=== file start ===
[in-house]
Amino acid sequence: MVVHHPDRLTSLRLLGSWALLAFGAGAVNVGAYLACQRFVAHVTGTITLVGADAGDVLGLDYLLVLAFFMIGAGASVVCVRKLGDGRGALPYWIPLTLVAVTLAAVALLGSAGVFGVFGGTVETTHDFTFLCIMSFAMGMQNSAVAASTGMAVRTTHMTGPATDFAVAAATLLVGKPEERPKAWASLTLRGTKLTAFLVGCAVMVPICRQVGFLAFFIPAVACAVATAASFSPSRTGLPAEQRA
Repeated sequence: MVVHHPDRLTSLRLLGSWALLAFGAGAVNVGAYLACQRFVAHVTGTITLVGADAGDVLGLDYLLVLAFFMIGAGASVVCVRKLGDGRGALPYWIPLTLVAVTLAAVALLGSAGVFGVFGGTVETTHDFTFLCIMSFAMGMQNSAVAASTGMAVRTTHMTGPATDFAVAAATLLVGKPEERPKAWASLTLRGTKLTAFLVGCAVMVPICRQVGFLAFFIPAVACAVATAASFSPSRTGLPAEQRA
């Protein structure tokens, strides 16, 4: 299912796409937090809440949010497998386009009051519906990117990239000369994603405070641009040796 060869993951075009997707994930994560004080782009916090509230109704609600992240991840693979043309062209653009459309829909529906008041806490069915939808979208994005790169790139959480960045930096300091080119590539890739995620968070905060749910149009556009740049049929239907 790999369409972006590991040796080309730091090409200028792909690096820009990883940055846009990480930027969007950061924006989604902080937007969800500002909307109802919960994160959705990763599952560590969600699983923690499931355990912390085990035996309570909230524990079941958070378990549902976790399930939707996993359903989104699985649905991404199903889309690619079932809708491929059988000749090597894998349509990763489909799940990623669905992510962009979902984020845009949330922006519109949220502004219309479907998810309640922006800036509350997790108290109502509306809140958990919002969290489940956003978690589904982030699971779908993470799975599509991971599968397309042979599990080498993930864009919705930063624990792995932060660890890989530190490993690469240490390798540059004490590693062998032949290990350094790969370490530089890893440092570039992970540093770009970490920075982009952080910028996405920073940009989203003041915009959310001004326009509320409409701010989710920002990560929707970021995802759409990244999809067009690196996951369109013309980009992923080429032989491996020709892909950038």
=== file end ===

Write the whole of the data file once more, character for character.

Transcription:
[in-house]
Amino acid sequence: MVVHHPDRLTSLRLLGSWALLAFGAGAVNVGAYLACQRFVAHVTGTITLVGADAGDVLGLDYLLVLAFFMIGAGASVVCVRKLGDGRGALPYWIPLTLVAVTLAAVALLGSAGVFGVFGGTVETTHDFTFLCIMSFAMGMQNSAVAASTGMAVRTTHMTGPATDFAVAAATLLVGKPEERPKAWASLTLRGTKLTAFLVGCAVMVPICRQVGFLAFFIPAVACAVATAASFSPSRTGLPAEQRA
Repeated sequence: MVVHHPDRLTSLRLLGSWALLAFGAGAVNVGAYLACQRFVAHVTGTITLVGADAGDVLGLDYLLVLAFFMIGAGASVVCVRKLGDGRGALPYWIPLTLVAVTLAAVALLGSAGVFGVFGGTVETTHDFTFLCIMSFAMGMQNSAVAASTGMAVRTTHMTGPATDFAVAAATLLVGKPEERPKAWASLTLRGTKLTAFLVGCAVMVPICRQVGFLAFFIPAVACAVATAASFSPSRTGLPAEQRA
């Protein structure tokens, strides 16, 4: 299912796409937090809440949010497998386009009051519906990117990239000369994603405070641009040796 060869993951075009997707994930994560004080782009916090509230109704609600992240991840693979043309062209653009459309829909529906008041806490069915939808979208994005790169790139959480960045930096300091080119590539890739995620968070905060749910149009556009740049049929239907 790999369409972006590991040796080309730091090409200028792909690096820009990883940055846009990480930027969007950061924006989604902080937007969800500002909307109802919960994160959705990763599952560590969600699983923690499931355990912390085990035996309570909230524990079941958070378990549902976790399930939707996993359903989104699985649905991404199903889309690619079932809708491929059988000749090597894998349509990763489909799940990623669905992510962009979902984020845009949330922006519109949220502004219309479907998810309640922006800036509350997790108290109502509306809140958990919002969290489940956003978690589904982030699971779908993470799975599509991971599968397309042979599990080498993930864009919705930063624990792995932060660890890989530190490993690469240490390798540059004490590693062998032949290990350094790969370490530089890893440092570039992970540093770009970490920075982009952080910028996405920073940009989203003041915009959310001004326009509320409409701010989710920002990560929707970021995802759409990244999809067009690196996951369109013309980009992923080429032989491996020709892909950038």